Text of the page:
Greater energy efficiency and transitioning to clean, renewable energy sources, such as solar and wind, can both significantly reduce greenhouse gas emissions and protect public health from the myriad impacts of climate change, including increased heat-related illnesses, the expansion of vector borne diseases, increased droughts and water scarcity in some regions and storms and flooding in others.
Moving away from fossil fuels also brings with it the health and economic co-benefit of reductions in hospital admissions and treatments for chronic illnesses such as asthma, lung and heart disease caused by the pollution created from the extraction, refining and combustion of coal, oil and gas.
The health sector consumes significant amounts of fossil fuel energy, although there are no adequate figures for most countries. Health-care facilities can also significantly cut greenhouse gas emissions and energy costs over time by using alternative forms of clean and renewable energy – such as solar and wind energy, and biofuels that do not undermine public health.
- For existing buildings, implement an energy conservation and efficiency program that will reduce energy consumption by a minimum of 10% in a single year, and will continue to produce ongoing energy savings of 2% per annum, resulting in a 10% reduction in each five year period. For new buildings, design to achieve building energy performance targets of 320 kWh/sq m or less.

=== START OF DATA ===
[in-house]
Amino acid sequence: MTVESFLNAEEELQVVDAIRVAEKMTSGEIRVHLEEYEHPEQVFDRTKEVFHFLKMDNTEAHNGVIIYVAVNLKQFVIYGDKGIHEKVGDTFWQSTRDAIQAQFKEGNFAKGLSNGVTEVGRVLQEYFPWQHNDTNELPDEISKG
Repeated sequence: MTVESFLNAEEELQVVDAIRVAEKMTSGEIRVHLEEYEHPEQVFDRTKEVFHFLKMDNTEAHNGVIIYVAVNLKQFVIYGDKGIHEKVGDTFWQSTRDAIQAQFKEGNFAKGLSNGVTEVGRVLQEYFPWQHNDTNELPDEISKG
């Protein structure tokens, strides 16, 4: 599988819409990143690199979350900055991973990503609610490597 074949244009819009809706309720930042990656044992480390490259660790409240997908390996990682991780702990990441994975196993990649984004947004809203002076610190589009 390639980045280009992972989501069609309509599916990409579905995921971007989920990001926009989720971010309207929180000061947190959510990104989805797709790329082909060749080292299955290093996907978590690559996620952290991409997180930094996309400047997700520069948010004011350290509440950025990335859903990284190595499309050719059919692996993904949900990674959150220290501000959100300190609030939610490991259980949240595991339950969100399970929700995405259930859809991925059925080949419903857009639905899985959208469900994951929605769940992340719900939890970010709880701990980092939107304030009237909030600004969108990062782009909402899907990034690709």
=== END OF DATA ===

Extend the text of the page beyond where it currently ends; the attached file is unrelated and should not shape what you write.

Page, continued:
- Conduct regular energy audits and use the results to inform awareness and retrofit programs.
- Once efficiency measures are implemented, investigate the purchase of clean, renewable energy, and if available, purchase at least five percent at the next available opportunity. In existing plants, shift to cleaner boiler fuels.
- Investigate sources of onsite, clean, renewable energy and include its generation in all new building plans.
- Identify potential co-benefits of climate mitigation efforts that reduce greenhouse gas emissions and local health threats, while saving money at the same time.
- Integrate occupant education and awareness programs to reduce energy consumption related to occupancy. In mechanically conditioned spaces, turn thermostats down a few degrees in winter or cool climates, and up in summer or warm climates. Even a slight shift can create significant energy savings.